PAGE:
When the blonde counselor showed up at Christian camp,the boys stopped being fun.
She arrived, a stack of bubblegumsuitcases next to her—
one reserved only for her headbands—and the boys froze mid-dribble,
one foot in the river, hand on the bow,macaroni necklaces slid off their strings and onto the floor.
Rumor was, the camp dog only had three legsbecause a boy swung his gun during rifle practice
just to drink a glimpse.
We should be team building not breaking,she said one evening, after canceling capture the flag.
All of the boys said Hallelujah, suggested trust falls.All of the boys held out their hands.
I declared war when she banned potato chips.She called for vegetables and the cooks planted a garden.
I swore I would find her guilty for something—cigarettesin her tennis shoes, an expired condoms between book pages.
I waited for her to pull last night’s mealfrom her throat with the hook of two fingers,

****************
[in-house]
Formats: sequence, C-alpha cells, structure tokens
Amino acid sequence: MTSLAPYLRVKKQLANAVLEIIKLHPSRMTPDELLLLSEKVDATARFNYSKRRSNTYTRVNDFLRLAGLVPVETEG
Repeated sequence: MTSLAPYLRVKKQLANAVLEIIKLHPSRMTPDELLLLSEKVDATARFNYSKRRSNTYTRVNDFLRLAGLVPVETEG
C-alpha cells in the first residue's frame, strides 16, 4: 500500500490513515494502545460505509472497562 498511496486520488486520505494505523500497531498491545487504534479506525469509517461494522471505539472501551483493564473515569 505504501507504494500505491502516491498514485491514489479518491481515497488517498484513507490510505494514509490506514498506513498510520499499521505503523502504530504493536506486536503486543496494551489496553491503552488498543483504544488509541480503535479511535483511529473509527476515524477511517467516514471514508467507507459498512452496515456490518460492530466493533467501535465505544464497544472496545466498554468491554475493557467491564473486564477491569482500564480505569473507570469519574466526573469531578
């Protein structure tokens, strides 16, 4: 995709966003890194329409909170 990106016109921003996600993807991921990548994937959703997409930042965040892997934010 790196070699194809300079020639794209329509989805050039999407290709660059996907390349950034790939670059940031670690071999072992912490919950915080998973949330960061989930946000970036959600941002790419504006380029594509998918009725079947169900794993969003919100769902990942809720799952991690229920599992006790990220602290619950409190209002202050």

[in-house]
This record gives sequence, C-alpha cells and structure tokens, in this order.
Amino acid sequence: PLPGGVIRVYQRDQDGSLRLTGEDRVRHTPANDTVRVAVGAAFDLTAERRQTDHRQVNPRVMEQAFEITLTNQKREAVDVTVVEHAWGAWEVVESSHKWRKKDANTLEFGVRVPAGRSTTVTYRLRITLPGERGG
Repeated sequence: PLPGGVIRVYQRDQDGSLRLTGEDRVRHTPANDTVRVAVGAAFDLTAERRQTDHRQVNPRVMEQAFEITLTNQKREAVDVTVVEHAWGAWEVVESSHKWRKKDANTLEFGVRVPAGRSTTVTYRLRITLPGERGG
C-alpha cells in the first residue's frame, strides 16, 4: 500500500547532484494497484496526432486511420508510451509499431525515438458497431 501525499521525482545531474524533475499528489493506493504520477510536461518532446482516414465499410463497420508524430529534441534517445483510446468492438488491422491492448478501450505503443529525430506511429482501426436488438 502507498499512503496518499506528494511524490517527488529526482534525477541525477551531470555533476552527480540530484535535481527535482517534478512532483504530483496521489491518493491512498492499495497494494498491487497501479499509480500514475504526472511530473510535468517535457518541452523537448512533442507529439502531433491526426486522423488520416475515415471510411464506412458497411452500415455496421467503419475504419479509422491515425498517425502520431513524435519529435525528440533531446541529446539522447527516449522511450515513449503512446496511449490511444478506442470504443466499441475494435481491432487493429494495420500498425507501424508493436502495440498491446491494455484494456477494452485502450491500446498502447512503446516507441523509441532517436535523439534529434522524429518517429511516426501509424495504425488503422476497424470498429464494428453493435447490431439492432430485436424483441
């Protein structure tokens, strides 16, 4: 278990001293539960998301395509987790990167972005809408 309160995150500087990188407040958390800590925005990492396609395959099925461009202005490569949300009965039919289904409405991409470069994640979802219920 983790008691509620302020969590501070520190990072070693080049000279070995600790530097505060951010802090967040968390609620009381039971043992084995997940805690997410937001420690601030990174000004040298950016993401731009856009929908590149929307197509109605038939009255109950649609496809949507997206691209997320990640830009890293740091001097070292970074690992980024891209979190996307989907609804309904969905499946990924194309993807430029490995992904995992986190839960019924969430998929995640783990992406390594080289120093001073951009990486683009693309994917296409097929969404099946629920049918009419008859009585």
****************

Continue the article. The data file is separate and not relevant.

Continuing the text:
for two pairs of feet in the shower.But each time I hid in the bathroom stalls and spied,
she only flat ironed her hair in thick, lemonade chunks.Each time I pretended to sleep, she only whispered to God
at the foot of her bed, creased as a pleated skirt.Each time I followed her to the yard, she only raised the flag,
watched it float up into the sunrise,a quiet hum of America The Beautiful under her breath.
She did not know that when the boyslined up in four, straight rows to sing the anthem,
they were singing it for her. When they praisedthe land of purple mountains, of shining seas,
when they belted O’ Beautiful, it was for her.When they sang America, America,they were calling her name.